The CCHC board previously voted to table the issue of the grant and no action was taken Monday night.

“Since he demolished everything (the building), we were just hesitant to accept that,” Wiemken said.

Wiemken and Westhoven said the council was ready to explore other options with the town – Wiemken adding that one suggestion could be to keep the theater and demolish the rest of the building and the town could have the rest of the land.

“It seems like nothing we’ve explored with the city leaves us with a building,” Westhoven added.

Wiemken will contact the school district to reinitiate discussions regarding a possible extension.

Steve Busch asked if council is prepared, if an extension is not granted, to manage the demolition project.

“You have an offer for the city to take care of that,” Busch said, adding that it would take a long time. “If I was already sitting in your seat, it will just be, again, due diligence to understand that there’s a lot of value in that if the project ends up going in that direction.”

Wiemken said current board members would be responsible should it happen. Westhoven added that LJ Irving Demolition, which had provided the estimate of the amount in the escrow account and which is contracted to carry out the demolition if necessary, offered to keep the demolition price at or below the price originally offered.

After a nearly 1.5-hour closed session that began Monday’s meeting, Wiemken announced that the board has removed Chairman Jeffrey Tonjes from the board, effective immediately.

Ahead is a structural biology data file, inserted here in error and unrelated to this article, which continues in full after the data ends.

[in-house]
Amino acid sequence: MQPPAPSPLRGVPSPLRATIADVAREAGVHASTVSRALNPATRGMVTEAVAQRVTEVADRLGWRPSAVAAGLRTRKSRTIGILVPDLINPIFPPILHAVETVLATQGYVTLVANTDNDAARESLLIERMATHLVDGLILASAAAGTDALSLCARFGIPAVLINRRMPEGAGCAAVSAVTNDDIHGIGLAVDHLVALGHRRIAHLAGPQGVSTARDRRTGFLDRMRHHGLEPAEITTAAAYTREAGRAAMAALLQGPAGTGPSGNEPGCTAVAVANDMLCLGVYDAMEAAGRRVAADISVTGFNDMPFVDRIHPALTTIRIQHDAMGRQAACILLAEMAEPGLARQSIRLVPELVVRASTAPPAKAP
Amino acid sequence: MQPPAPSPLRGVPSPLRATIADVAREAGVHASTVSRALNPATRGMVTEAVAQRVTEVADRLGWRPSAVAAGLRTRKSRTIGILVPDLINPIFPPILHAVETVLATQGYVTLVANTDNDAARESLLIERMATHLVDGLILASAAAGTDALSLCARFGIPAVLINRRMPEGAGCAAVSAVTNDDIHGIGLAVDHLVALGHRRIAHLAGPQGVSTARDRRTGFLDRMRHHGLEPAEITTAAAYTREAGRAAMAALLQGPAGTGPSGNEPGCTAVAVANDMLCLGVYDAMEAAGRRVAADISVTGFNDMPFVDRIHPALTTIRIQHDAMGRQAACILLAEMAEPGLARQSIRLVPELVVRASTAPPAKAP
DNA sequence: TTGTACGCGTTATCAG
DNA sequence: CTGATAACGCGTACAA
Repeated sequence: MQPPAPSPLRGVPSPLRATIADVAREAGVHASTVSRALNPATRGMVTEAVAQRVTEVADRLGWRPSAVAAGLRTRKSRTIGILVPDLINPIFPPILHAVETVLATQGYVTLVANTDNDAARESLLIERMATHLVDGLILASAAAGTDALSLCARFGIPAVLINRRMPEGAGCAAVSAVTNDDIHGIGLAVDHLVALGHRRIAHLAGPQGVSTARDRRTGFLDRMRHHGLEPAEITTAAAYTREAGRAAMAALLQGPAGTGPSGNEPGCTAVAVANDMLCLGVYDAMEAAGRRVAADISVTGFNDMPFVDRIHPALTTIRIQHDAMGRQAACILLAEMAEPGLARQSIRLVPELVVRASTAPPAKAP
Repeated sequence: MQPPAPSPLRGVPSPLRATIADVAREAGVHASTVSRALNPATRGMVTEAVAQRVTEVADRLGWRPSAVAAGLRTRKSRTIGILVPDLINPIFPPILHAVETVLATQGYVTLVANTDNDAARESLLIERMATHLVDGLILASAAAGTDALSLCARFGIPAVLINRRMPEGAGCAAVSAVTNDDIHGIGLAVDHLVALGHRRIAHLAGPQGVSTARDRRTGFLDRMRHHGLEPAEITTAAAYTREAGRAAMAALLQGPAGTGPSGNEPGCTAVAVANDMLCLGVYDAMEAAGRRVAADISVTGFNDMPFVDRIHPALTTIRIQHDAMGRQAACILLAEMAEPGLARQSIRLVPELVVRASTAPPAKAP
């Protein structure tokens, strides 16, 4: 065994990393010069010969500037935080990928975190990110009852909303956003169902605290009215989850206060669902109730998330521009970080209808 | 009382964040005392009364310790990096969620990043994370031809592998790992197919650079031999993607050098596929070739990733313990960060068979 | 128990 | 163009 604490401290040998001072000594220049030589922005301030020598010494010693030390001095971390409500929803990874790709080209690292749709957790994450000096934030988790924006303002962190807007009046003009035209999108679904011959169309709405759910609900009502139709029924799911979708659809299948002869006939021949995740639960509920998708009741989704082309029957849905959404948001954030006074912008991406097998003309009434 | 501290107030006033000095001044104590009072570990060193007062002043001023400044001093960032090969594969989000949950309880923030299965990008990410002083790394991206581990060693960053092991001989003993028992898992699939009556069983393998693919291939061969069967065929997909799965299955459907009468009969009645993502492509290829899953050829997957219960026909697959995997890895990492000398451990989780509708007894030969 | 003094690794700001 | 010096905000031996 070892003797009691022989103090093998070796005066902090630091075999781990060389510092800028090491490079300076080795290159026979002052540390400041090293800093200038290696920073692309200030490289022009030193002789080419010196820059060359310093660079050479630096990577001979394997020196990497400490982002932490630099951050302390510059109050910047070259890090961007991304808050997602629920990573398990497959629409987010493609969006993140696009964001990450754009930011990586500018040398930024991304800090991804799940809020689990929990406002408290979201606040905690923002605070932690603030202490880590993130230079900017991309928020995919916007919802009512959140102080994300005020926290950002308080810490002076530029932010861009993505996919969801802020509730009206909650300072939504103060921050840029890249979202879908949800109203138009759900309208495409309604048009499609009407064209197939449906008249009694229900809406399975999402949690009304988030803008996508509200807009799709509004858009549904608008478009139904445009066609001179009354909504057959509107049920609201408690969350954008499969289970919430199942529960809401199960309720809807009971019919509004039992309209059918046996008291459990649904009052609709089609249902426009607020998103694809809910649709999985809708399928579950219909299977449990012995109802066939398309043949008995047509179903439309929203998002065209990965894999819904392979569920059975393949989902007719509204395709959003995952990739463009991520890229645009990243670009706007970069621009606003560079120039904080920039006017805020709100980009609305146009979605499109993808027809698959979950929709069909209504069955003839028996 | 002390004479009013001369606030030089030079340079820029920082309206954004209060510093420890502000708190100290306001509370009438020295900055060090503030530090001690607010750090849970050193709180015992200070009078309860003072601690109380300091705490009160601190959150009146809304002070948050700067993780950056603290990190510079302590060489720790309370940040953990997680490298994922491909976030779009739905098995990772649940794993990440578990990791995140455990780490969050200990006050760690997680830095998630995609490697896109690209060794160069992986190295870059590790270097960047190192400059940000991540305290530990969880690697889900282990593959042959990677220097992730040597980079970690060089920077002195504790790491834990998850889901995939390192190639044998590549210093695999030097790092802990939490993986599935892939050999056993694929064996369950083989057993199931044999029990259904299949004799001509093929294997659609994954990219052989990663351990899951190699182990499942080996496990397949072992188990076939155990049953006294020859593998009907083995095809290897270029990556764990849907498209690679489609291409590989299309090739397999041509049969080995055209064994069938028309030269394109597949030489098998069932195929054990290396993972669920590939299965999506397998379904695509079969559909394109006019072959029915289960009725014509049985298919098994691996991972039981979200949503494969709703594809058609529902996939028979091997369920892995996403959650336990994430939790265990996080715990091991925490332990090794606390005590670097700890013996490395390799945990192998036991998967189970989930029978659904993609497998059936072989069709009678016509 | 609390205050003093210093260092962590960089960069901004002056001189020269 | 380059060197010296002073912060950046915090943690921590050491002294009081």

After the meeting, Wiemken declined to comment further on the decision.

“He did a lot of work for us,” she said. “It was a tough decision.”

Wiemken will serve as interim chairman until further action is taken by the board.

“I am so disappointed in this vote as I have spent many sleepless nights, years and hours to help fulfill the legacy of my mentor, Ken Neuenschwander, but those who know me know that I am a big dreamer, I’m also a realist,” Tonjes said after the meeting. “At the end of my presidency, I was trying to steer CCHC toward a plan B that would protect our angel donor’s investment while ensuring that his money go to something positive for the benefit of the community other than demolishing this magnificent building if the CCHC does not succeed.

In other subjects:

• Wiemken announced that 2020 Molded Plastics has verbally committed monthly donations in an amount to be determined later upon completion of the renovation. “When we finish this project, they will commit to a monthly donation to make sure we can run smoothly… the maintenance bills to get it started,” she said.

•The board accepted Westhoven’s resignation from the board. He indicated that he would remain involved in the project.

•Schedule its next meeting for June 21 at 5:30 p.m. at the Emporium.